Rolls Royce justice - Neil Hodge
At £300m, the new Rolls Building offers cutting-edge commercial dispute resolution – but at a hefty price. Is the building emblematic of the world’s leading centre for legal services?
London’s new £300m state-of-the-art court complex – the Rolls Building – opened its doors in October. The government wants to make the UK the world’s pre-eminent destination for swiftly resolving international legal disputes, while making the country’s legal services market as lucrative as its financial services sector in the process.
When the project was launched five years ago, it was claimed the Rolls Buildings would develop into ‘the biggest dedicated business court in the world’. Consequently, the Ministry of Justice (MoJ) and UK Trade and Investment have been promoting British courts as the gold standard for resolving international disputes, hoping to profit from their excellence.
‘The provision of modern, high-quality services for all parties will present the opportunity to market the facility at a global level in order to maintain the unrivalled work of the high court and English law,’ said justice secretary, Ken Clarke. In a speech to TheCityUK in September, he added: ‘The UK may no longer be able to boast that it is the workshop of the world… but the UK can be lawyer and adviser to the world.’
The UK’s legal sector is already a significant earner, generating £23.1bn in 2009 – equivalent to 1.8 per cent of GDP. It contributed £3.2bn in exports, triple the level of a decade ago. Of commercial arbitration cases, 90 per cent of those handled by London law firms involve an international party, and – anecdotally – they mostly come from Russia and Eastern Europe. Court 26 is currently hearing a dispute between a certain Boris Abramovich Berezovsky and a former colleague, Roman Arkadyevich Abramovich.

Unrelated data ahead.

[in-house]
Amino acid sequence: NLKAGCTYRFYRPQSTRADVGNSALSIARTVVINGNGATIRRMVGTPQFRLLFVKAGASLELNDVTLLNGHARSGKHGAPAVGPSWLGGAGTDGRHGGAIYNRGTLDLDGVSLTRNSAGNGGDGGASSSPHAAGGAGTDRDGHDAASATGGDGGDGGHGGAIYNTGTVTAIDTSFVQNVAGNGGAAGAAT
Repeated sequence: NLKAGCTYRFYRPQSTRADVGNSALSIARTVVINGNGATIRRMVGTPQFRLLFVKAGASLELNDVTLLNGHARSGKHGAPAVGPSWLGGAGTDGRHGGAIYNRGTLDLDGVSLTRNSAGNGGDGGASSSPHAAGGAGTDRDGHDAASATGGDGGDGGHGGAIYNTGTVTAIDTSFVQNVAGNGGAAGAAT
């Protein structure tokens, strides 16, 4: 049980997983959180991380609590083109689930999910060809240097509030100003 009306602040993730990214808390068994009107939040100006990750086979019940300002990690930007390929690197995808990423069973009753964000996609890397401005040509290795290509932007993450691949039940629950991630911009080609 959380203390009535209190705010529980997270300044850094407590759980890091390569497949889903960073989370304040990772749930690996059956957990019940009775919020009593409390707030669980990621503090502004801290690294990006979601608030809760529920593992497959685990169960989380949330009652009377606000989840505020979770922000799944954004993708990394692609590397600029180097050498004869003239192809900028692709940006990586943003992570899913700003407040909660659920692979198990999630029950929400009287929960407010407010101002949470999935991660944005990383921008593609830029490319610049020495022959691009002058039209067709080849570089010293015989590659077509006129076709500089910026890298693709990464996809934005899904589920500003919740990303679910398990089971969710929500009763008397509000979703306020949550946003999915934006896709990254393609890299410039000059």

'Four out of five cases that are dealt with in the Commercial Court have one party that is based outside the UK. In half of all cases neither party is UK based.'
The Rolls Building – which brings under one roof the Chancery Division, the Admiralty and Commercial Court and the Technology and Construction Court – is the largest specialist centre for the resolution of financial, business and property litigation anywhere in the world and has judicial expertise in areas such as asset recovery, banking and financial services, company law, construction, insolvency and reconstruction, intellectual property and patents, professional liability, property, shipping, technology, and trusts. It will also be used for mediation and arbitration, both increasingly popular alternatives to the traditional confrontation and expense involved in litigation.
The curvaceous, 11-storey building in Fetter Lane, close to London’s Royal Courts of Justice, contains 31 courts, including three ‘super-courts’ configured to accommodate big, high-value disputes, as well as four courts configured in ‘landscape’ format for multiparty cases. The building also has 55 consultation rooms that clients can use – a facility sorely lacking in the old premises, according to lawyers’ testimony.